Marcello: [00:03:34] If you need to expand to make your product better, you probably want to expand as quickly as you can, and you probably want to be able to quickly grow wherever your customer needs you, but then probably also be smart about having your customers fund your expansion. You would say, “Great. I have a customer that needs me to be in these 15 markets, and then I'll use the revenue from that to open these 15 markets.”

Mohini: [00:03:58] As with everything in life, timing is key. Marcello says there are three major timings to keep in mind - timing in terms of the life stage of the company, timing in terms of the life stage of the market and timing in terms of the life stage of the product. Within those timings, you come across questions like, “how well have you achieved product market fit?” “Is your team ready to handle the stress of a whole new country?“ “Are you all able to adapt to the local culture?” And one more.

Marcello: [00:04:27] What would happen if your CEO had to spend a month outside of your home market, trying to figure out a new market. Would the company still be able to run without a problem or not? And if the answer is no, then you're probably too early to expand.

Mohini: [00:04:52] Now when a company has determined that they're ready, all the boxes are checked and internally they're looking good to go, Adia Sowho what tells us how to go about picking the next country? 

Adia: [00:05:02] I think, look for similarities, you can't just decide to go and do business in Antarctica. Where are you actually going to start? Like, where?You don't even have the clothes to function properly in a place like that. 

Mohini: [00:05:15] So clothing is an important part of that next country checklist. Got it. At the time of this interview, Adia was the VP of Growth at Migo, a cloud-based platform that offers credit as a service to large businesses and offers loans to individuals. Migo started off in Nigeria. And can you guess what country they went to next? Brazil. So I had to ask Adia.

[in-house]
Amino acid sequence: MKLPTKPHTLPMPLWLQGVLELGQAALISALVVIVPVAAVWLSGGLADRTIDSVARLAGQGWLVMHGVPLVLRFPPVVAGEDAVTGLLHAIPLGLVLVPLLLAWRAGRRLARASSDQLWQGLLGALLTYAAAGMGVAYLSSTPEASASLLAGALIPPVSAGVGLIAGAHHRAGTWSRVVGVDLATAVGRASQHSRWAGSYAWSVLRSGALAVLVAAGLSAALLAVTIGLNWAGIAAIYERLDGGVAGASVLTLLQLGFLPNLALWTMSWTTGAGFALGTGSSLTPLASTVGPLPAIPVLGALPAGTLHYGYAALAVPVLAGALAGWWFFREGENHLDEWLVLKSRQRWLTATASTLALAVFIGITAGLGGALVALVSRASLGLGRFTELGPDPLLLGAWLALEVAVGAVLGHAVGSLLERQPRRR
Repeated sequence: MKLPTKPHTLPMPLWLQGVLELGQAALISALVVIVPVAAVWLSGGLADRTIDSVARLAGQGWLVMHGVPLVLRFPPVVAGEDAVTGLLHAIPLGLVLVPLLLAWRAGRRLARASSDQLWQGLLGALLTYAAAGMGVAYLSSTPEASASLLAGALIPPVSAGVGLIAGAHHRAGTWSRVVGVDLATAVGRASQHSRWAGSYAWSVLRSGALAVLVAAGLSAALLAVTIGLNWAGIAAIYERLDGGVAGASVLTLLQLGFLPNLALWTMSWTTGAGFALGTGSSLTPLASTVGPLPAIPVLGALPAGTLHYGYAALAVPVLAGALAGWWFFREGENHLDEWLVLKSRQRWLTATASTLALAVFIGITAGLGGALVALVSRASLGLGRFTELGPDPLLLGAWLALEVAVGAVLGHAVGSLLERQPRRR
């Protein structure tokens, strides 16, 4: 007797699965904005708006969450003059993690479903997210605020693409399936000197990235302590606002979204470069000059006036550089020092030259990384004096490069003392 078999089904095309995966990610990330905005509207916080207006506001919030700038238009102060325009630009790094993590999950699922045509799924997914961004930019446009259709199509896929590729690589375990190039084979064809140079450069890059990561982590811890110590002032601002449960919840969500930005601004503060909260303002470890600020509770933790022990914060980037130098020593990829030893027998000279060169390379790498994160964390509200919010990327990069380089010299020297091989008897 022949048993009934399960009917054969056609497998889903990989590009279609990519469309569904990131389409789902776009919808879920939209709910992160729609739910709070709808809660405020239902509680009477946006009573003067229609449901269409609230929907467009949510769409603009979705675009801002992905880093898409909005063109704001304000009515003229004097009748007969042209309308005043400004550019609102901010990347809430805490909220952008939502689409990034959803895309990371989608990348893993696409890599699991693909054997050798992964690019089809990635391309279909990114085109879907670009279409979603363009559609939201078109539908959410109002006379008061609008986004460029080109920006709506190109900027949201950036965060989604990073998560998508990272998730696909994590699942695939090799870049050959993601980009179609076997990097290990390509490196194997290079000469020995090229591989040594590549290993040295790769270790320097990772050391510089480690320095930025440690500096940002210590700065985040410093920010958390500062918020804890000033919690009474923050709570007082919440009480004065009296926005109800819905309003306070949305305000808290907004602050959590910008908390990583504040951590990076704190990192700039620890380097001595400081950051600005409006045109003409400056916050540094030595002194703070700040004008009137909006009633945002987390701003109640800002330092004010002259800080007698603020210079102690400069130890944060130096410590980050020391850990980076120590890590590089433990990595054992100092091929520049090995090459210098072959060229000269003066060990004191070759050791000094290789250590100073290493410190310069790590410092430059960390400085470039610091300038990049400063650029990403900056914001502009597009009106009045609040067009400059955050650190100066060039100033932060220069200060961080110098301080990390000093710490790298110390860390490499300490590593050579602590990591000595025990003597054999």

Adia: [00:05:37] We already were working between Nigeria and San Francisco. So then do you make operations more complicated by going to Asia. No, cause then nobody's sleeping in the company, right. And somehow all of you have to work together, even if asynchronously.

Mohini: [00:05:54] But there's more to this Nigeria-Brazil relationship than time zones, similar climates and their love for football. 

Adia: [00:06:00] Were there options in Africa? Of course, but you know, sometimes you kind of look at the competitive environment and think through to which countries require the least amount of internal adjustment.

And in this case, Brazil and Nigeria are almost twinning with this credit problem, right? They have almost the same number of adults that lack access to credit. Their GDP is a little bit higher, but it also has a pretty massive informal economy. It also lacks the penetration from the formal credit networks.

The conditions that at least allowed Migo to successfully launch in Nigeria were available in Brazil at a similar quantum. 

Mohini: [00:06:45] And it's really that logical. When it comes to picking a next country, it’s  less a case of proximity and more a case of market, economic and cultural similarities. A case of making sure that the drivers of the business exist in this new country.

To take a deeper look at what it means to thoroughly prioritize the business drivers. We spoke to Maria Rotilu, who was General Manager at Branch when we caught up. Branch is a fintech that determines credit worthiness using mobile phone data. And then disburses loans to individuals based on that data. Branch’s expansion is strongly tied to their company mission to give world-class financial services to the mobile generation. And you can draw a clear line from that mission to how they think about the countries that they're in.

Maria: [00:07:37] I think one thing that was very appealing for Nigeria was just obviously the adult population. There's this conversation that population is not a determiner of market. But for a product like Branch, to an extent it is, because we are giving loans, loans of different sizes. So that kind of increases the target addressable market size. We also thought about like things like the KYC infrastructure, 

Mohini: [00:08:01] Know your customer, AKA KYC guidelines exist to reduce the likelihood that some Yahoo boy in a business center can jack your accounts and make off with money in your name. In Nigeria, the Central Bank implemented the bank verification number, AKA BVN as a measure to limit such fraudulent transactions.

It's one of the strongest KYC details a customer can provide.